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Triad Improvisation Part 1.

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Triad Improvisation Part 1 -  By Brian Calloway

In this lesson/article entitled "Chord Triad Improvisation Part 1." we will take a look at chord triads on the 3,2,1 strings of the guitar. A chord triad is a chord that contains only 3 notes. They are built by using the (1) Root (3rd) and (5th) intervals of the major scale if the triad is major. In the key of G the notes in a G major triad would be G (Root), B (3rd), D (5th).

Note: There are only four types of triads. Major, Minor, Augmented and Diminished. Since we already touched on what makes up a major triad let's take a look at the remaining three triads and how the intervals differ from the major triad.

  • If the Triad is Minor we would lower the 3rd interval (1, flat 3, 5) notes from the Natural Minor Scale.
  • If the Triad is Augmented we would raise the 5th interval (1,3, sharp 5) Notes from the Whole Tone Scale.
  • If the triad is Diminished we would lower the 5th interval (1, flat 3, sharp 5) Notes from the Diminished Scale.

In the following examples we will use the major chord forms as a reference to the rest of the triads to keep things simple. The major form is the first chord in each example followed by augmented, minor and diminished triads.

Important: You should memorize each form.

Since there's only 3 notes there will only be three chord forms or 2 inversions. An inversion is playing a chord inverted with the 3rd interval or 5 interval in the bass instead of the root note. Since were working with triads we will only have 2 inversions.

Let's get started!

Make sure you listen to each midi file example in the attachments below.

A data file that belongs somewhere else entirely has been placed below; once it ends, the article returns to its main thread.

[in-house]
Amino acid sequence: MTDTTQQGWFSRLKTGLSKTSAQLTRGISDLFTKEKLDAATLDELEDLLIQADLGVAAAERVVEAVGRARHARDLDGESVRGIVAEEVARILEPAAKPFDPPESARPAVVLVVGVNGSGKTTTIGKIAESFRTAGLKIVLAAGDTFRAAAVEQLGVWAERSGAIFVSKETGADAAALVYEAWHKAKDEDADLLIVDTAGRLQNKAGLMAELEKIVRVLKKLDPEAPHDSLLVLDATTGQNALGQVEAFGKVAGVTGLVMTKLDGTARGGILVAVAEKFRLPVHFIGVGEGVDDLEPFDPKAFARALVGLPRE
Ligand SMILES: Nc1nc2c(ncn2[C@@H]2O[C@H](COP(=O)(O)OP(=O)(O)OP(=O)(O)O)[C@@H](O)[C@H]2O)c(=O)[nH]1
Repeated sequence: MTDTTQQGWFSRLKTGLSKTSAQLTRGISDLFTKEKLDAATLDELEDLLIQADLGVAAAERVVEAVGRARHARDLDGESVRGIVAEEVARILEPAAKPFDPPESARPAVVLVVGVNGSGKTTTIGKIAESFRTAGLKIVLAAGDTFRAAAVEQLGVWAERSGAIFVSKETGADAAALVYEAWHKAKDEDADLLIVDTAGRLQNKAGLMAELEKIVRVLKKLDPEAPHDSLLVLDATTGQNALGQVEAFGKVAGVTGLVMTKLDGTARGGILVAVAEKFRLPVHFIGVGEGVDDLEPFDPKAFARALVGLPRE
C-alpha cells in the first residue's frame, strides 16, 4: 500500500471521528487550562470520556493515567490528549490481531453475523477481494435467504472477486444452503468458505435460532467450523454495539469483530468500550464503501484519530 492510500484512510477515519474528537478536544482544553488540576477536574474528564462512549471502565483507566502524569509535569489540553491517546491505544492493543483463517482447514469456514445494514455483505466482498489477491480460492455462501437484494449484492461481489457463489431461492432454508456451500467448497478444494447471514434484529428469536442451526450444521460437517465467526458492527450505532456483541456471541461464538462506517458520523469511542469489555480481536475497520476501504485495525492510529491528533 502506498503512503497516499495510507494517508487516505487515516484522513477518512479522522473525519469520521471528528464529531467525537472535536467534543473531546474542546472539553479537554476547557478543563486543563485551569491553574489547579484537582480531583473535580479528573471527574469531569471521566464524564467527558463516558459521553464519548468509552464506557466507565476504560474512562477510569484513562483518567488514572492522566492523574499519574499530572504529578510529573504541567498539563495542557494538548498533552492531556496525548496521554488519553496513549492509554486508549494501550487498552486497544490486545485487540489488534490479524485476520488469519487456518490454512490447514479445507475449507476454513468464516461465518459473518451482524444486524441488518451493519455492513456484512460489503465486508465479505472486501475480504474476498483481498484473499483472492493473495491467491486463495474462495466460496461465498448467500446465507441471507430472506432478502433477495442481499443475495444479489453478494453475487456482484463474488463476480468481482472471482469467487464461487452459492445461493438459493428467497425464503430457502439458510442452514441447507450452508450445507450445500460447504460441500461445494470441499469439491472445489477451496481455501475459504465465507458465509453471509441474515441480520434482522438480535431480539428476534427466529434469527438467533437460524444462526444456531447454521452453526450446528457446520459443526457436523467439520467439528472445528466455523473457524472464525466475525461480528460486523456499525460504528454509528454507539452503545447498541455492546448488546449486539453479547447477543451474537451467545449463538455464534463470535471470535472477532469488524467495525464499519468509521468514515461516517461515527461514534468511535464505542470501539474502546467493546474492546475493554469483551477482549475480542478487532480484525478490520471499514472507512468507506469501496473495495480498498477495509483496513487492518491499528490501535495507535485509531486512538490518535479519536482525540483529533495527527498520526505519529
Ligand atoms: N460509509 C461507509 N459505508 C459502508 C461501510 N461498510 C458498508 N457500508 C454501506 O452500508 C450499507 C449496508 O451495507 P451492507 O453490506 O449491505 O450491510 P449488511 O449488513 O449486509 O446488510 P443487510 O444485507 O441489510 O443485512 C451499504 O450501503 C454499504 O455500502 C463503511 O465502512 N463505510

Form 1.

|----3-----|
|----3-----|
|----4-----|
|----------|
|----------|
|----------|

Example 1.


   Major    Aug.     Minor    Dim.
|-----3-3-----3-3-----3-3-----3-3----|
|---3-------4-------3-------2--------|
|-4-------4-------3-------3----------|
|------------------------------------|
|------------------------------------|
|------------------------------------|

Make note that the Major and Augmented chords are Major based and the Minor and Diminished chords are Minor based.
This is determined by the 3rd degree. All major chords contain a Major 3rd and all Minor Chords contain a Minor 3rd.

Form 2.

|----7-----|
|----8-----|
|----7-----|
|----------|
|----------|
|----------|

Example 2.

    Major    Aug.    Minor   Dim. 
|-----7-7-----7-7-----6-6-----6-6----|
|---8-------8-------8-------8--------|
|-7-------8-------7-------6----------|
|------------------------------------|
|------------------------------------|
|------------------------------------|

Form 3.

|---10-----|
|---12-----|
|---12-----|
|----------|
|----------|
|----------|

Example 3.

    Major       Aug.         Minor        Dim. 
|-------10-10-------11-11-------10-10-------9-9--|
|----12----------12----------11----------11------|
|-12----------12----------12----------12---------|
|------------------------------------------------|
|------------------------------------------------|
|------------------------------------------------|

Now when we put them all together we have a total of 12 chords.

  • 3 Major
  • 3 Minor
  • 3 Diminished
  • 3 Augmented

Example 4.

   Major         Augmented     Minor      Diminished
|-3--7--10----|-3--7--11----|-3--6--10--|-3--6---9--|
|-3--8--12----|-4--8--12----|-3--8--11--|-2--8--11--|
|-4--7--12----|-4--8--12----|-3--7--12--|-3--6--12--|
|-------------|-------------|-----------|-----------|
|-------------|-------------|-----------|-----------|
|-------------|-------------|-----------|-----------|

You should start to see the pattern of how these triads chords lay on the guitars fretboard. Practice these examples in all keys to get the full effect. Make sure you learn these chord types or you will be lost in the next 3 parts of this lesson. We will look at Triads on the 4,3,2 strings in the next installment. Enjoy!

PreviewAttachmentSize
321triads_Example_1.mid277 bytes
321triads2_Example_2.mid277 bytes
321triads3_Example_3.mid277 bytes
321triads4_Example_4.mid433 bytes